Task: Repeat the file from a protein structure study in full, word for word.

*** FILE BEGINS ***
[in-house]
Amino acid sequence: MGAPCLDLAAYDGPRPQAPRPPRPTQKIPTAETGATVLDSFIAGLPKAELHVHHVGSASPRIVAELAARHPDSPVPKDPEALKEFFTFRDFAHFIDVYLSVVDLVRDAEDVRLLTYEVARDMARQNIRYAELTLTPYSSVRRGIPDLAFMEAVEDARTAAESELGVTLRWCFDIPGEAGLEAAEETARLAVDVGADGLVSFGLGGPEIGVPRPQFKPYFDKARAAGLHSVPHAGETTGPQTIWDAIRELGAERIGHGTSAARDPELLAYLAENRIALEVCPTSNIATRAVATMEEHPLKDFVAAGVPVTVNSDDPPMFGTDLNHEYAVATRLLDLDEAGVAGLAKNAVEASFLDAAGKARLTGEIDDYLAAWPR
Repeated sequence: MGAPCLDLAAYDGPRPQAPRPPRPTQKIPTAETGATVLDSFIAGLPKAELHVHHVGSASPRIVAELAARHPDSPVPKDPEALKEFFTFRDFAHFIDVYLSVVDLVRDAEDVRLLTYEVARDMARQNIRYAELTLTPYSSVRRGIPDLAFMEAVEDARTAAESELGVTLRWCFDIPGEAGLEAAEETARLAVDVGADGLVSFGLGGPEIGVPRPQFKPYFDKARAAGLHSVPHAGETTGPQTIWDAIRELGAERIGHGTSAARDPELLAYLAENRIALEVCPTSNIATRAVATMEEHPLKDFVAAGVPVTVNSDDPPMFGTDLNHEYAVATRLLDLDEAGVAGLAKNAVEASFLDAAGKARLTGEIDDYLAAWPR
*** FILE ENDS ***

[in-house]
Amino acid sequence: MGAPCLDLAAYDGPRPQAPRPPRPTQKIPTAETGATVLDSFIAGLPKAELHVHHVGSASPRIVAELAARHPDSPVPKDPEALKEFFTFRDFAHFIDVYLSVVDLVRDAEDVRLLTYEVARDMARQNIRYAELTLTPYSSVRRGIPDLAFMEAVEDARTAAESELGVTLRWCFDIPGEAGLEAAEETARLAVDVGADGLVSFGLGGPEIGVPRPQFKPYFDKARAAGLHSVPHAGETTGPQTIWDAIRELGAERIGHGTSAARDPELLAYLAENRIALEVCPTSNIATRAVATMEEHPLKDFVAAGVPVTVNSDDPPMFGTDLNHEYAVATRLLDLDEAGVAGLAKNAVEASFLDAAGKARLTGEIDDYLAAWPR
Repeated sequence: MGAPCLDLAAYDGPRPQAPRPPRPTQKIPTAETGATVLDSFIAGLPKAELHVHHVGSASPRIVAELAARHPDSPVPKDPEALKEFFTFRDFAHFIDVYLSVVDLVRDAEDVRLLTYEVARDMARQNIRYAELTLTPYSSVRRGIPDLAFMEAVEDARTAAESELGVTLRWCFDIPGEAGLEAAEETARLAVDVGADGLVSFGLGGPEIGVPRPQFKPYFDKARAAGLHSVPHAGETTGPQTIWDAIRELGAERIGHGTSAARDPELLAYLAENRIALEVCPTSNIATRAVATMEEHPLKDFVAAGVPVTVNSDDPPMFGTDLNHEYAVATRLLDLDEAGVAGLAKNAVEASFLDAAGKARLTGEIDDYLAAWPR